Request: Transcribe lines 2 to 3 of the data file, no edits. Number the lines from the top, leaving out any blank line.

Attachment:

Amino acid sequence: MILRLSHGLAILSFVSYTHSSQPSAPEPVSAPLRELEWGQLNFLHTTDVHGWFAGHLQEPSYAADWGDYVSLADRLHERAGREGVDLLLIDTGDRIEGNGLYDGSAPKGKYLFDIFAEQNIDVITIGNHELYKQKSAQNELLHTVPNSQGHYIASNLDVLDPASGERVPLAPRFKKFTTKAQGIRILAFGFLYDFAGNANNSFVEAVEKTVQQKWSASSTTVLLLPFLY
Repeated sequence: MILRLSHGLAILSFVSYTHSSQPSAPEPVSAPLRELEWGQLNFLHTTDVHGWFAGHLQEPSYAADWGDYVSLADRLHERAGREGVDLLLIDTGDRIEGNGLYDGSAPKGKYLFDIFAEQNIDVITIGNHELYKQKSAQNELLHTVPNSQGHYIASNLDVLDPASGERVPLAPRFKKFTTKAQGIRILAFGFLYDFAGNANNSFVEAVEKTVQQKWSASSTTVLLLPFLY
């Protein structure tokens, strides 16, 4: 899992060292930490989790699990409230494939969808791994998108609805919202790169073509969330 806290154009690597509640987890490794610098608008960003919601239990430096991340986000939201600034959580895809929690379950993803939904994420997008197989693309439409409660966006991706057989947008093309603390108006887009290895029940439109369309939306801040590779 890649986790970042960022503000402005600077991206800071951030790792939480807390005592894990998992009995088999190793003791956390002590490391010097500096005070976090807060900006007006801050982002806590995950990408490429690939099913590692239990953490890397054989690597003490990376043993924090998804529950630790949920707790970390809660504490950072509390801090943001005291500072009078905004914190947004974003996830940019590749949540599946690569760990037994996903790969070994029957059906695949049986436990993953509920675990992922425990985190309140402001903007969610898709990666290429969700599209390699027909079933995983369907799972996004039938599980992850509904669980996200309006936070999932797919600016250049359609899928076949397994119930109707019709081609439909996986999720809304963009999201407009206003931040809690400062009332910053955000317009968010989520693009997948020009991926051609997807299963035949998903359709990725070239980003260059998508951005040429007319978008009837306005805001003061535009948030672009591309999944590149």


Repeated sequence: MILRLSHGLAILSFVSYTHSSQPSAPEPVSAPLRELEWGQLNFLHTTDVHGWFAGHLQEPSYAADWGDYVSLADRLHERAGREGVDLLLIDTGDRIEGNGLYDGSAPKGKYLFDIFAEQNIDVITIGNHELYKQKSAQNELLHTVPNSQGHYIASNLDVLDPASGERVPLAPRFKKFTTKAQGIRILAFGFLYDFAGNANNSFVEAVEKTVQQKWSASSTTVLLLPFLY
């Protein structure tokens, strides 16, 4: 899992060292930490989790699990409230494939969808791994998108609805919202790169073509969330 806290154009690597509640987890490794610098608008960003919601239990430096991340986000939201600034959580895809929690379950993803939904994420997008197989693309439409409660966006991706057989947008093309603390108006887009290895029940439109369309939306801040590779 890649986790970042960022503000402005600077991206800071951030790792939480807390005592894990998992009995088999190793003791956390002590490391010097500096005070976090807060900006007006801050982002806590995950990408490429690939099913590692239990953490890397054989690597003490990376043993924090998804529950630790949920707790970390809660504490950072509390801090943001005291500072009078905004914190947004974003996830940019590749949540599946690569760990037994996903790969070994029957059906695949049986436990993953509920675990992922425990985190309140402001903007969610898709990666290429969700599209390699027909079933995983369907799972996004039938599980992850509904669980996200309006936070999932797919600016250049359609899928076949397994119930109707019709081609439909996986999720809304963009999201407009206003931040809690400062009332910053955000317009968010989520693009997948020009991926051609997807299963035949998903359709990725070239980003260059998508951005040429007319978008009837306005805001003061535009948030672009591309999944590149």